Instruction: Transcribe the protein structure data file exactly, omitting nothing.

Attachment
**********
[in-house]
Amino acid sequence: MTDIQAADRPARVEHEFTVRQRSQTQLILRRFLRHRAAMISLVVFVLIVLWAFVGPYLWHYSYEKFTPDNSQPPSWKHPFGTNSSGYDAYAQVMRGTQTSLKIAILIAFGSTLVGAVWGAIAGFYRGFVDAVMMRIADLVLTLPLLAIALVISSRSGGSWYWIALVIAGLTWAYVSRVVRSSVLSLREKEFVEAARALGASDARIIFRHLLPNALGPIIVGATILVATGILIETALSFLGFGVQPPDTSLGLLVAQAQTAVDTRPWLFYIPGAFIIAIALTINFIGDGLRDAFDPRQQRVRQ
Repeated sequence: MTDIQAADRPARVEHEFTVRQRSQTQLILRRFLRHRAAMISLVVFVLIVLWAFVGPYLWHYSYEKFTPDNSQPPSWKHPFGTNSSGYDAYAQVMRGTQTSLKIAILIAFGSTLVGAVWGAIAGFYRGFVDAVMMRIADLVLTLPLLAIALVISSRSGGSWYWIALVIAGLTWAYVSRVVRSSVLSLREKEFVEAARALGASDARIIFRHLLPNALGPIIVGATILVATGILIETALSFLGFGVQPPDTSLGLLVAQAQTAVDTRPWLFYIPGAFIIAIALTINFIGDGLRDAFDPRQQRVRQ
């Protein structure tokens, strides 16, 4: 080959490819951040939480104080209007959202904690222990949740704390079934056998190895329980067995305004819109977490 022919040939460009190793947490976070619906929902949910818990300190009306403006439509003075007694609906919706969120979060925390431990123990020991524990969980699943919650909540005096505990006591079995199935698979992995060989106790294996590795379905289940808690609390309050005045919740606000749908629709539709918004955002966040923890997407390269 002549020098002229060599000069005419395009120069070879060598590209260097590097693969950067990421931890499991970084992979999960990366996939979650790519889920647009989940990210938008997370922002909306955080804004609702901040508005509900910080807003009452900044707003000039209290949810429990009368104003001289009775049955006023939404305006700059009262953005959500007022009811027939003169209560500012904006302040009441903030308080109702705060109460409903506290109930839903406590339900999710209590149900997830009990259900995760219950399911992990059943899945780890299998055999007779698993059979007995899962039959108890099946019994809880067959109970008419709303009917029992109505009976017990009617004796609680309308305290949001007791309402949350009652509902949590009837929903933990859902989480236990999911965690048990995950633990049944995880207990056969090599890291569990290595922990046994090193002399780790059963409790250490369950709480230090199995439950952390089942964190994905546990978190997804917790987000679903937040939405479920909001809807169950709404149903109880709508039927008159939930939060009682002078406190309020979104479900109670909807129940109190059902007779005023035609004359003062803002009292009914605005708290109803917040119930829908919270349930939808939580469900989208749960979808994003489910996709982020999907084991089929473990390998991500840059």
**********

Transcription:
[in-house]
Amino acid sequence: MTDIQAADRPARVEHEFTVRQRSQTQLILRRFLRHRAAMISLVVFVLIVLWAFVGPYLWHYSYEKFTPDNSQPPSWKHPFGTNSSGYDAYAQVMRGTQTSLKIAILIAFGSTLVGAVWGAIAGFYRGFVDAVMMRIADLVLTLPLLAIALVISSRSGGSWYWIALVIAGLTWAYVSRVVRSSVLSLREKEFVEAARALGASDARIIFRHLLPNALGPIIVGATILVATGILIETALSFLGFGVQPPDTSLGLLVAQAQTAVDTRPWLFYIPGAFIIAIALTINFIGDGLRDAFDPRQQRVRQ
Repeated sequence: MTDIQAADRPARVEHEFTVRQRSQTQLILRRFLRHRAAMISLVVFVLIVLWAFVGPYLWHYSYEKFTPDNSQPPSWKHPFGTNSSGYDAYAQVMRGTQTSLKIAILIAFGSTLVGAVWGAIAGFYRGFVDAVMMRIADLVLTLPLLAIALVISSRSGGSWYWIALVIAGLTWAYVSRVVRSSVLSLREKEFVEAARALGASDARIIFRHLLPNALGPIIVGATILVATGILIETALSFLGFGVQPPDTSLGLLVAQAQTAVDTRPWLFYIPGAFIIAIALTINFIGDGLRDAFDPRQQRVRQ
């Protein structure tokens, strides 16, 4: 080959490819951040939480104080209007959202904690222990949740704390079934056998190895329980067995305004819109977490 022919040939460009190793947490976070619906929902949910818990300190009306403006439509003075007694609906919706969120979060925390431990123990020991524990969980699943919650909540005096505990006591079995199935698979992995060989106790294996590795379905289940808690609390309050005045919740606000749908629709539709918004955002966040923890997407390269 002549020098002229060599000069005419395009120069070879060598590209260097590097693969950067990421931890499991970084992979999960990366996939979650790519889920647009989940990210938008997370922002909306955080804004609702901040508005509900910080807003009452900044707003000039209290949810429990009368104003001289009775049955006023939404305006700059009262953005959500007022009811027939003169209560500012904006302040009441903030308080109702705060109460409903506290109930839903406590339900999710209590149900997830009990259900995760219950399911992990059943899945780890299998055999007779698993059979007995899962039959108890099946019994809880067959109970008419709303009917029992109505009976017990009617004796609680309308305290949001007791309402949350009652509902949590009837929903933990859902989480236990999911965690048990995950633990049944995880207990056969090599890291569990290595922990046994090193002399780790059963409790250490369950709480230090199995439950952390089942964190994905546990978190997804917790987000679903937040939405479920909001809807169950709404149903109880709508039927008159939930939060009682002078406190309020979104479900109670909807129940109190059902007779005023035609004359003062803002009292009914605005708290109803917040119930829908919270349930939808939580469900989208749960979808994003489910996709982020999907084991089929473990390998991500840059």